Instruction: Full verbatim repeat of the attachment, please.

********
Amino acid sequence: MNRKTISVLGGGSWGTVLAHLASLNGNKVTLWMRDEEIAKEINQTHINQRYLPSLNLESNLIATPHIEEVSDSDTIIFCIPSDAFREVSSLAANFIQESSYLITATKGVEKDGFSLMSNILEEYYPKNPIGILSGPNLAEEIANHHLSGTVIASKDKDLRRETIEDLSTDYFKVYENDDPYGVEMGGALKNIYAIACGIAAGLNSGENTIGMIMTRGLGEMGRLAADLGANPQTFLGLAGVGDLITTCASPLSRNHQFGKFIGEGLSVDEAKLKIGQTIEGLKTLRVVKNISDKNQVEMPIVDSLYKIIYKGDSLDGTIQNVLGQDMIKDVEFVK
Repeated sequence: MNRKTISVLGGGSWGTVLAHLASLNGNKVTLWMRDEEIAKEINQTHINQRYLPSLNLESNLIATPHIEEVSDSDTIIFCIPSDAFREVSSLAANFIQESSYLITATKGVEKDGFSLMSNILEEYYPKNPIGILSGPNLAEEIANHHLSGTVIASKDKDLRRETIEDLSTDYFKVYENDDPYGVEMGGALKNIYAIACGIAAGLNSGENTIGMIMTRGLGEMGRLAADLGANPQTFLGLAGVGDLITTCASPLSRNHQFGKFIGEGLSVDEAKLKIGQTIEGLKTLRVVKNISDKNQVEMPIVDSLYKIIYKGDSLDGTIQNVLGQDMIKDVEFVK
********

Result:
Amino acid sequence: MNRKTISVLGGGSWGTVLAHLASLNGNKVTLWMRDEEIAKEINQTHINQRYLPSLNLESNLIATPHIEEVSDSDTIIFCIPSDAFREVSSLAANFIQESSYLITATKGVEKDGFSLMSNILEEYYPKNPIGILSGPNLAEEIANHHLSGTVIASKDKDLRRETIEDLSTDYFKVYENDDPYGVEMGGALKNIYAIACGIAAGLNSGENTIGMIMTRGLGEMGRLAADLGANPQTFLGLAGVGDLITTCASPLSRNHQFGKFIGEGLSVDEAKLKIGQTIEGLKTLRVVKNISDKNQVEMPIVDSLYKIIYKGDSLDGTIQNVLGQDMIKDVEFVK
Repeated sequence: MNRKTISVLGGGSWGTVLAHLASLNGNKVTLWMRDEEIAKEINQTHINQRYLPSLNLESNLIATPHIEEVSDSDTIIFCIPSDAFREVSSLAANFIQESSYLITATKGVEKDGFSLMSNILEEYYPKNPIGILSGPNLAEEIANHHLSGTVIASKDKDLRRETIEDLSTDYFKVYENDDPYGVEMGGALKNIYAIACGIAAGLNSGENTIGMIMTRGLGEMGRLAADLGANPQTFLGLAGVGDLITTCASPLSRNHQFGKFIGEGLSVDEAKLKIGQTIEGLKTLRVVKNISDKNQVEMPIVDSLYKIIYKGDSLDGTIQNVLGQDMIKDVEFVK